As the Micro 4/3 lens lineup becomes more mature, there are fewer and fewer gaps left. While there are several good Micro 4/3 lens options in the short telephoto range, one thing that has been missing a bit is a high-speed 85mm equivalent lens with autofocus. Voigtländer released the excellent 42.5mm f/0.95 last year, satisfying the super shallow depth of field niche, though it’s a fully manual lens, and therefore more difficult to use for certain types of photography. Panasonic has responded by creating the Leica-branded 42.5mm f/1.2 DG Nocticron OIS. This super-fast lens has a premium build and premium optics, but can it rise to legendary status, or is it all bluster?
If you’re not familiar with my reviews, I review from a real world shooting perspective. You won’t find lens charts or resolution numbers here. There are plenty of other sites that cover those. I review products on how they act for me as a photographic tool in real-world shooting.
Build Quality and Handling
When you see the Leica name inscribed on a lens, you think premium, and unlike the other plastic bodied Panasoinc Leica lenses for Micro 4/3 (the excellent 25mm f/1.4 and 45mm f/2.8 Macro), this lens truly feels Leica-like. The lens body is solid metal with a gorgeous matte black paint finish. It truly looks and feels premium.
The aperture ring has nice ribbed grips along the side and very positive clicks. Given the position of the ring and the firmness of it, it is difficult to accidentally dislodge. The detent at f/1.2 is very solid, making it nearly impossible to accidentally switch the aperture to the ‘A’ setting. Unfortunately, the aperture ring is only functional on Panasonic bodies. Olympus bodies do not have firmware that enables use of the ring at all, so using this lens on an Olympus camera makes the aperture ring simply a decoration. While I love aperture rings on lenses, I really don’t see a need for one on this lens, since it only works on half of Micro 4/3 cameras and it changes how you typically operate your camera.
The focus ring is beautifully smooth and reasonably well damped. It feels excellent to use. The switches for AF/MF mode and toggling the optical image stabilizer on or off are minimalist and easy to operate but hard to move inadvertently. Overall, there is absolutely nothing in the construction of the lens I would change.
Panasonic includes a very well made and quite attractive solid metal hood with the same black finish as the lens. The hood attaches with a screw clamp and reverses for storage. While the hood is gorgeous and works very well, you need to be really careful with a metal hood on a metal body when reversing it for storage, as metal on metal can scrape the finish off the lens.
However, the sheer size of the lens does pose some problems. It is quite large for a Micro 4/3 prime, and moderately heavy, though I found the balance was just fine to handle. The reason the size poses a problem is simply because of the girth of the lens. At 74mm in diameter, it’s currently the fattest Micro 4/3 lens in the system. This normally wouldn’t cause that big of a problem, except for the fact that many Micro 4/3 camera bodies weren’t really designed for lenses this large in diameter. As such, the lens actually causes some handling issues with certain cameras – in my case, the OM-D E-M5. With the Nocticron mounted, I can’t use the horizontal accessory grip that essentially lives on that camera. With the grip mounted, there is not enough room between the grip and the lens body to fit my fingers, unless I painfully wedge them into the small gap. As such, I had to use the lens with my horizontal grip off the entire time, which affected handling a bit given the larger size and weight of the lens.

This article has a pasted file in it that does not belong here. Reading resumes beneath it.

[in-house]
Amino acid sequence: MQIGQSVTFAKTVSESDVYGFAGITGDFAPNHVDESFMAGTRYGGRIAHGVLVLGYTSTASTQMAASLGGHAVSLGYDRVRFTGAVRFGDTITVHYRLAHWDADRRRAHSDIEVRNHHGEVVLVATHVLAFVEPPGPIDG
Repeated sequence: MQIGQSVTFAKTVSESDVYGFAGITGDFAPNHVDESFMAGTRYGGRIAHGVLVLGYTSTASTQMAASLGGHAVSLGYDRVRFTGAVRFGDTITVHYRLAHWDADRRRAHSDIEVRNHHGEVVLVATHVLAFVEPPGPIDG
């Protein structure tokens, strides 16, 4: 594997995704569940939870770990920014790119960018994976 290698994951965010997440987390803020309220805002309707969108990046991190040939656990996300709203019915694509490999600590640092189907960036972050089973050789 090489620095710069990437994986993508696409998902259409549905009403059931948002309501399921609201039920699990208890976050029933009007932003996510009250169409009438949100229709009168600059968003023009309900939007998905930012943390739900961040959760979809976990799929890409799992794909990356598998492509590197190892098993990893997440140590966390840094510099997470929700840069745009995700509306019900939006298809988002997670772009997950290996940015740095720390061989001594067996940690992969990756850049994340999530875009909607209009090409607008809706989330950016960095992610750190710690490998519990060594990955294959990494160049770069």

Focus and Stabilizer Performance
The hangup with a lot of fast lenses is in autofocus performance, but the Nocticron is an exception to the rule. Focus is extremely fast and exceedingly accurate. In most lighting conditions, focus locked on nearly instantly, and I can’t say I ever had the lens misfocus during the testing period, unless it was due to fault of my own. A truly outstanding performance here. The 42.5mm f/1.2 also focuses as close as 0.5m, which is very close for an 85mm equivalent lens. The result is the ability to capture extremely tight portraits and allows the lens to be useful for capturing shallow depth of field close-ups of things like flowers.
The Nocticron is also unique in that it is an f/1.2 lens with a built-in image stabilizer. To my knowledge, it is the fastest stabilized lens in the world. The optical image stabilization works relatively well. I was able to consistently get sharp shots at around 1/20 second, and a reasonable number at 1/15 second. This equates to approximately an extra 2 to 3 stops of handholdability. Having recently acquired a Fuji 56mm f/1.2, I’ve been shooting a lot of shallow depth of field portraits in natural light over the past few weeks, and I have to say, the stabilization came in very handy for quick shots, keeping camera shake out of the images.